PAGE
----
Permanent Impeachment — Feature, not Bug: Trump supporters are attacking Speaker Pelosi for floating the idea that she might file new articles of impeachment. But new articles of impeachment may be a great idea, especially for Trump supporters — and especially if they come toward the end of the year, around election time. Or even after the election. Here’s why:
A big underlying problem for Trumpists in 2020 is that it’s hard to think of a scenario in which Trump’s second term improves on his first. (I’ve been trying to write an op-ed arguing for such second-term success. This piece has yet to materialize.) You know the arguments against it: Trump will be a lame duck, unaccountable to voters, which usually makes for a dreary second term in the best of times. His restraining advisers will have left him. He'll be more confident, more trusting of his own instincts — always perilous for egomaniacal pols who fancy themselves the one person who can stride onto the scene and cut the deal nobody else could.
In particular, there's a reasonable fear that Trump will sell out on his signature issue, immigration. He's already dropped clues -- promising a "path to citizenship" for H1B workers a year ago, hinting at a “much bigger deal” down the road involving amnesty, repeatedly claiming he’s created so many jobs that “we need people” (he recently had a standoff with Laura Ingraham about that). What if he’s reelected and stops building the wall? The wall's important to Trump’s base, but will the base be important to Trump anymore? What's to stop him?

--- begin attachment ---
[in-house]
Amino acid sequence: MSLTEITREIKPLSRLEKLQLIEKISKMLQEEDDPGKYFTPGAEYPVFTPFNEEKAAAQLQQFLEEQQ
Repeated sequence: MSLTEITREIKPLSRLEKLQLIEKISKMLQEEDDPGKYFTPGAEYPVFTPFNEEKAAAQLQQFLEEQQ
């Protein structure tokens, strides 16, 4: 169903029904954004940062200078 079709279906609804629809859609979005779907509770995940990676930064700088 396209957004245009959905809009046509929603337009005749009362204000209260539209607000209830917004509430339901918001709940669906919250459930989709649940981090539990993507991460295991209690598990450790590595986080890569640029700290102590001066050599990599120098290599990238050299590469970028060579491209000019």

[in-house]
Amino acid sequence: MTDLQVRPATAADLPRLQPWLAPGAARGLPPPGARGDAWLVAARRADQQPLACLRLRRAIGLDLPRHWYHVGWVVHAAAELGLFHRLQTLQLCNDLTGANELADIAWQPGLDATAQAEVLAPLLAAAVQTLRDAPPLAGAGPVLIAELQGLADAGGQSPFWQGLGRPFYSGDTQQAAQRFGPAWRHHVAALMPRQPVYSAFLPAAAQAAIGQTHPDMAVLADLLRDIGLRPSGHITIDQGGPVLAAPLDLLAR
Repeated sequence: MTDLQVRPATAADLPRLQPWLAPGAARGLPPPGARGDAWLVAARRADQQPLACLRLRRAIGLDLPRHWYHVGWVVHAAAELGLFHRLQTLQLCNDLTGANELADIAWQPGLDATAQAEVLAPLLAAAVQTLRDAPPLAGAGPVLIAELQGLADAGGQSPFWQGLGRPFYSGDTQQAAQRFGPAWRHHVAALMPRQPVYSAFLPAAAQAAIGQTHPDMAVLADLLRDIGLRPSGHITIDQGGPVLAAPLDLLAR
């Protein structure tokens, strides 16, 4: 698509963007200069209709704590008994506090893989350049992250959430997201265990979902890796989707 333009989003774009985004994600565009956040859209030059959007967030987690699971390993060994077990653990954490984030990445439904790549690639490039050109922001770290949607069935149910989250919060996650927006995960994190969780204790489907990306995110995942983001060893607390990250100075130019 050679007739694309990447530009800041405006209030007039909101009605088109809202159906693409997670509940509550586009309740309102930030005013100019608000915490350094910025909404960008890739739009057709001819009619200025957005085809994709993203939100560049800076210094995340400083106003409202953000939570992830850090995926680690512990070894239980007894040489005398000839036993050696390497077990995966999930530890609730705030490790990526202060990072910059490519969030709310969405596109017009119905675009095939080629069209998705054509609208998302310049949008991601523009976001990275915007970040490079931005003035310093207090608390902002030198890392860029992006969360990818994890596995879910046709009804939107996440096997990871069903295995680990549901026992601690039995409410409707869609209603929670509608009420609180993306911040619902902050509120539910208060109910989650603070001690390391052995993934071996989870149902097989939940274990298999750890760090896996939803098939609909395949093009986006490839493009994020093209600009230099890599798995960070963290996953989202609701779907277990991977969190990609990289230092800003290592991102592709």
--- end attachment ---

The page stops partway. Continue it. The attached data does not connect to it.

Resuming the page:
Impeachment can stop him, that's what. If Trump still has impeachment -- and potential removal -- hanging over his head when he takes his second oath of office in 2021, he won't be able to afford to piss off Republican senators. More precisely, he won't be able to afford to piss off the Trump voters who are keeping those senators in line. Many Republican senators hate Trump already, and privately see grounds for removal. But they’re prevented from voting their passions by the huge majority of GOP voters who disagree with them. If those voters lose interest in defending Trump, the shackles come off and, in any Senate trial, Trump’s in real jeopardy.
Permanent impeachment won't empower Pelosi's Resisters, in other words. It’ll empower Trump's deplorables, because Trump will still need them. In effect, impeachment can be the anti-dote to lame duck insularity, reestablishing the accountability to voters that the term limit of the 22d Amendment takes away.**
I'm not arguing for impeaching every President in his second term. It’s a legalistic, emotion-draining way to try to correct for the ill-advised two-term limit. Usually there are bonds of ideology and party loyalty constraining even popular second-term presidents. Trump seems a special case — someone you really might not want to see unleashed.
I'd feel much better voting for him again if he were impeached multiple times.